Story continues below videoFrom The Miami Herald
SEAN PAYTON COACHES a football team that for decades personified the stubbornness of futility. He coaches in a city that in recent years has come to represent the struggle over adversity. That is what the leader of the New Orleans Saints carries with him, from training camp to Super Bowl XLIV. It is a burden he seems to handle easily.
Payton plays to win. It is an easy thing to say; the words flow naturally enough. It is a harder thing to do, though - harder and harder as the pages of the NFL calendar turn, and the games get bigger, and the regular season melts into the playoffs, and the playoffs finish in the Super Bowl.
Nobody calls an onside kick to start off the second half of the Super Bowl, trailing by four. Nobody. That it is a better-percentage play than you think - about a coin flip when you do it by surprise - does not matter. To call an onside kick in that situation is to risk disaster - and, worse, in today's world, it is to risk ridicule. There is a reason people go by the book - because, if it all blows up on you, you can shrug and say, "I went by the book."
Sean Payton? He called the onside kick Sunday night.
And it worked.
"We talked about it at halftime," Payton said. "It's a credit to everyone of these players here. ... They carried out the plan. I'm just proud of this team and this coaching staff. And everyone back in New Orleans gets a piece of this trophy. Here we go."
But it was the coach who ignited them. It was the onside kick that reinvigorated them. That moment forever will define Payton. Even if the Saints had ended up losing, it would have marked him with distinction.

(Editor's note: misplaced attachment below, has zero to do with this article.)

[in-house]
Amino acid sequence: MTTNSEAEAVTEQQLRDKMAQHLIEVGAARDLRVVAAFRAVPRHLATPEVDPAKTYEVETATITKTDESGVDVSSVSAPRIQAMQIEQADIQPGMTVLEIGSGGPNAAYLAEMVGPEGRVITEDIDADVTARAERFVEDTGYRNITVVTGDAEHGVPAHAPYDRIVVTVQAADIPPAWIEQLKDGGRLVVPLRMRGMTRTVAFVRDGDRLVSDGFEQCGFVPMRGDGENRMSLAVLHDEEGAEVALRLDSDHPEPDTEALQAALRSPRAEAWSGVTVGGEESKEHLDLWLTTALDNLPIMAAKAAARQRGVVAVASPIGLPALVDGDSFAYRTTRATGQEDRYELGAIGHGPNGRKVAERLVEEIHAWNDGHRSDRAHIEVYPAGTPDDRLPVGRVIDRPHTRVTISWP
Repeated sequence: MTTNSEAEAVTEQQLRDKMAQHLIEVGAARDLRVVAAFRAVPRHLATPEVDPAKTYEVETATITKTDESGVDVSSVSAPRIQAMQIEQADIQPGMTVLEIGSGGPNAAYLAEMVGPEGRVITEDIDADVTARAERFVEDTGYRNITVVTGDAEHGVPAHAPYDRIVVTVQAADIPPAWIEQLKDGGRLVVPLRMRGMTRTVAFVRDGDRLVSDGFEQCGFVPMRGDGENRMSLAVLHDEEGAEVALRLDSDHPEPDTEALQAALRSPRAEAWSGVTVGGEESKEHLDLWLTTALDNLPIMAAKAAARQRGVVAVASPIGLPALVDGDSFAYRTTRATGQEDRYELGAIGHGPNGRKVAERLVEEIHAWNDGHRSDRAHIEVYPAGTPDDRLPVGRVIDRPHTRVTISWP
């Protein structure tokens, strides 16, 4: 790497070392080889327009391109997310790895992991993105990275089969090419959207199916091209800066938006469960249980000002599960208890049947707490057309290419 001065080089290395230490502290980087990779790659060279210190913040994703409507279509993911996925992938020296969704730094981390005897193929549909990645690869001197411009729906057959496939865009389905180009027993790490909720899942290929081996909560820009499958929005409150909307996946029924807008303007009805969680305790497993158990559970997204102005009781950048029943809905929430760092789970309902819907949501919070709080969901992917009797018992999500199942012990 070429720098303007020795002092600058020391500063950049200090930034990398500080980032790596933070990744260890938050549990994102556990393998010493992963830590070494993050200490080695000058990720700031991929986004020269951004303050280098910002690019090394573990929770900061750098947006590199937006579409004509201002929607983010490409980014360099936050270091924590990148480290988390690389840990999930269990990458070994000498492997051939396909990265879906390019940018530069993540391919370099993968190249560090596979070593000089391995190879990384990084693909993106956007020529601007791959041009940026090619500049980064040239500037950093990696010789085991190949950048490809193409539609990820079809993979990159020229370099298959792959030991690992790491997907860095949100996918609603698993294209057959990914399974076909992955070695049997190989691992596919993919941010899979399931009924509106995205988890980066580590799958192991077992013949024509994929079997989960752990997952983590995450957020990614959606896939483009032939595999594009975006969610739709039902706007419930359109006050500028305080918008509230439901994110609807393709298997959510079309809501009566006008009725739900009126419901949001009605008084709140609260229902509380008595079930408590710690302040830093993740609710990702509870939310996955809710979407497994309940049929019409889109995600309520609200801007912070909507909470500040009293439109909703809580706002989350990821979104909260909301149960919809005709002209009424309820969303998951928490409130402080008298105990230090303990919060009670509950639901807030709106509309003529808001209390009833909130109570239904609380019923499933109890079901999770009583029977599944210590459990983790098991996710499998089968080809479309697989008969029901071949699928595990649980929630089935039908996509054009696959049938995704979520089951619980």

Of course, there are two sides to moments like that. There is a winner, and there is a loser. With that, the goat is old pal Hank Baskett, the husband of Kendra from "The Girls Next Door" fame. The onside kick went to him, and the former Eagles wide receiver had it and then he didn't have it. What followed was the mother of all pileups. You might never have seen another scrum like it, right in front of the Saints' bench, about 10 players involved, and dozens of Saints players and coaches jumping all around, and several officials diving into the mess and trying to ascertain possession amid the maelstrom.
It took a long time. It was combat worthy of the game, and the moment. And in the end, when the Saints' Chris Reis was the one ruled to have recovered it, the enormous pro-Saints crowd filled the Super Bowl with a roar. Because Payton had filled his team with gumption.
Earlier, near the end of the first half, Payton had gone for it again. It was not nearly as unconventional as the onside kick, but it was another move that went against the book. On fourth-and-one, trailing by seven, Payton decided to go for it rather than take the easy field goal. He didn't get it, either, when running back Pierre Thomas was stopped by Colts linebacker Gary Brackett.
It turned out OK, though. When the Saints' defense held, they were able to drive for a field goal. They got to halftime at 10-6, and then Payton had a half-hour break, while The Who provided the entertainment, to try to figure out what to do.
Sean Payton? Who are you?
Someone who plays to win.
Try to think of a better legacy.